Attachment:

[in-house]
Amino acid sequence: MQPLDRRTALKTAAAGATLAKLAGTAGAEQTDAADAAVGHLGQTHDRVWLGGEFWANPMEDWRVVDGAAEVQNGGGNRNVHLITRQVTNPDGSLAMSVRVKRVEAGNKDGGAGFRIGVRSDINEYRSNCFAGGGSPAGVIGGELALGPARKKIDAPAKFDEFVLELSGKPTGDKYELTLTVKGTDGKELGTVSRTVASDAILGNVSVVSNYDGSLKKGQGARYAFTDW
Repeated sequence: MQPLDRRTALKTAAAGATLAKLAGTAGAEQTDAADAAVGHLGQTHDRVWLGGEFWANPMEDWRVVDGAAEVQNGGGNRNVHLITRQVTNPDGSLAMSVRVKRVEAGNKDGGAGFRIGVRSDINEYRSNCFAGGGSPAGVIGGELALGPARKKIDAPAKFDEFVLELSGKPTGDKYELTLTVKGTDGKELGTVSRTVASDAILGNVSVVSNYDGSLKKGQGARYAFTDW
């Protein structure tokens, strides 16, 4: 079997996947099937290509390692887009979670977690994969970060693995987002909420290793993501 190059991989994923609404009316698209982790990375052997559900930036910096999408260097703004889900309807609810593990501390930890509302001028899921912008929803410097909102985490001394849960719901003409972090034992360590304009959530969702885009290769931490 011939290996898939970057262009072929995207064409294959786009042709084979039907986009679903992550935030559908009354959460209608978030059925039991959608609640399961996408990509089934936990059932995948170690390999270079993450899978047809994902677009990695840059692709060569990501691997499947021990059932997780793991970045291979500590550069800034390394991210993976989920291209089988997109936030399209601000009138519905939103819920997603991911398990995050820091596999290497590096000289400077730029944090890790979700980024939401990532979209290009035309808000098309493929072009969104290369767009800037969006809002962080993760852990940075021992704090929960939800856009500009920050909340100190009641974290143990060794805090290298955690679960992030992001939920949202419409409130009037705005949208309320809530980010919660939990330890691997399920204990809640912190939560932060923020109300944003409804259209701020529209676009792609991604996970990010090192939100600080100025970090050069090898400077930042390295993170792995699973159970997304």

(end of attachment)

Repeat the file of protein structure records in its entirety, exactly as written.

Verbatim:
[in-house]
Amino acid sequence: MQPLDRRTALKTAAAGATLAKLAGTAGAEQTDAADAAVGHLGQTHDRVWLGGEFWANPMEDWRVVDGAAEVQNGGGNRNVHLITRQVTNPDGSLAMSVRVKRVEAGNKDGGAGFRIGVRSDINEYRSNCFAGGGSPAGVIGGELALGPARKKIDAPAKFDEFVLELSGKPTGDKYELTLTVKGTDGKELGTVSRTVASDAILGNVSVVSNYDGSLKKGQGARYAFTDW
Repeated sequence: MQPLDRRTALKTAAAGATLAKLAGTAGAEQTDAADAAVGHLGQTHDRVWLGGEFWANPMEDWRVVDGAAEVQNGGGNRNVHLITRQVTNPDGSLAMSVRVKRVEAGNKDGGAGFRIGVRSDINEYRSNCFAGGGSPAGVIGGELALGPARKKIDAPAKFDEFVLELSGKPTGDKYELTLTVKGTDGKELGTVSRTVASDAILGNVSVVSNYDGSLKKGQGARYAFTDW
């Protein structure tokens, strides 16, 4: 079997996947099937290509390692887009979670977690994969970060693995987002909420290793993501 190059991989994923609404009316698209982790990375052997559900930036910096999408260097703004889900309807609810593990501390930890509302001028899921912008929803410097909102985490001394849960719901003409972090034992360590304009959530969702885009290769931490 011939290996898939970057262009072929995207064409294959786009042709084979039907986009679903992550935030559908009354959460209608978030059925039991959608609640399961996408990509089934936990059932995948170690390999270079993450899978047809994902677009990695840059692709060569990501691997499947021990059932997780793991970045291979500590550069800034390394991210993976989920291209089988997109936030399209601000009138519905939103819920997603991911398990995050820091596999290497590096000289400077730029944090890790979700980024939401990532979209290009035309808000098309493929072009969104290369767009800037969006809002962080993760852990940075021992704090929960939800856009500009920050909340100190009641974290143990060794805090290298955690679960992030992001939920949202419409409130009037705005949208309320809530980010919660939990330890691997399920204990809640912190939560932060923020109300944003409804259209701020529209676009792609991604996970990010090192939100600080100025970090050069090898400077930042390295993170792995699973159970997304």